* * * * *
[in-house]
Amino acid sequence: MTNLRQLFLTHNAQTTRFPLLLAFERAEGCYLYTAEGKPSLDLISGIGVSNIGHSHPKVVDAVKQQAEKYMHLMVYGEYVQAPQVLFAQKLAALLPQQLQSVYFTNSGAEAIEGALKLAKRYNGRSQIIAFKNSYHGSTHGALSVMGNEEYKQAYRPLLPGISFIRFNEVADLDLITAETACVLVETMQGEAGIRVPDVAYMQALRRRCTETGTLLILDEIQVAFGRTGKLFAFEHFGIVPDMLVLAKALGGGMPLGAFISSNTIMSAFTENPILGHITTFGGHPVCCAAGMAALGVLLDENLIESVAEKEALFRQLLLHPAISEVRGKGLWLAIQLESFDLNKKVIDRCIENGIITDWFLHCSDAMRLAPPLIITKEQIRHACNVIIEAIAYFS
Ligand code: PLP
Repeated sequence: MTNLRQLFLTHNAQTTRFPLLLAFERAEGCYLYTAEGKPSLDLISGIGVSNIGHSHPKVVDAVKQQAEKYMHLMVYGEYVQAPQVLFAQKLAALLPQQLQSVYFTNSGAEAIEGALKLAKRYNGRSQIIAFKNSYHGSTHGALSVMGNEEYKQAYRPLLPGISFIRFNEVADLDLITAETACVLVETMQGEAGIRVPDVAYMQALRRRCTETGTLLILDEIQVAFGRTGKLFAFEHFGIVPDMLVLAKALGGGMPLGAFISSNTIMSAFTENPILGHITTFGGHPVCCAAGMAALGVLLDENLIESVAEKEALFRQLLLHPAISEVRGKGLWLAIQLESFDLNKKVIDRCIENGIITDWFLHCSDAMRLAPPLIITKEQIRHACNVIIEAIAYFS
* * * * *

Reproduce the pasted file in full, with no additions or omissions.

[in-house]
Amino acid sequence: MTNLRQLFLTHNAQTTRFPLLLAFERAEGCYLYTAEGKPSLDLISGIGVSNIGHSHPKVVDAVKQQAEKYMHLMVYGEYVQAPQVLFAQKLAALLPQQLQSVYFTNSGAEAIEGALKLAKRYNGRSQIIAFKNSYHGSTHGALSVMGNEEYKQAYRPLLPGISFIRFNEVADLDLITAETACVLVETMQGEAGIRVPDVAYMQALRRRCTETGTLLILDEIQVAFGRTGKLFAFEHFGIVPDMLVLAKALGGGMPLGAFISSNTIMSAFTENPILGHITTFGGHPVCCAAGMAALGVLLDENLIESVAEKEALFRQLLLHPAISEVRGKGLWLAIQLESFDLNKKVIDRCIENGIITDWFLHCSDAMRLAPPLIITKEQIRHACNVIIEAIAYFS
Ligand code: PLP
Repeated sequence: MTNLRQLFLTHNAQTTRFPLLLAFERAEGCYLYTAEGKPSLDLISGIGVSNIGHSHPKVVDAVKQQAEKYMHLMVYGEYVQAPQVLFAQKLAALLPQQLQSVYFTNSGAEAIEGALKLAKRYNGRSQIIAFKNSYHGSTHGALSVMGNEEYKQAYRPLLPGISFIRFNEVADLDLITAETACVLVETMQGEAGIRVPDVAYMQALRRRCTETGTLLILDEIQVAFGRTGKLFAFEHFGIVPDMLVLAKALGGGMPLGAFISSNTIMSAFTENPILGHITTFGGHPVCCAAGMAALGVLLDENLIESVAEKEALFRQLLLHPAISEVRGKGLWLAIQLESFDLNKKVIDRCIENGIITDWFLHCSDAMRLAPPLIITKEQIRHACNVIIEAIAYFS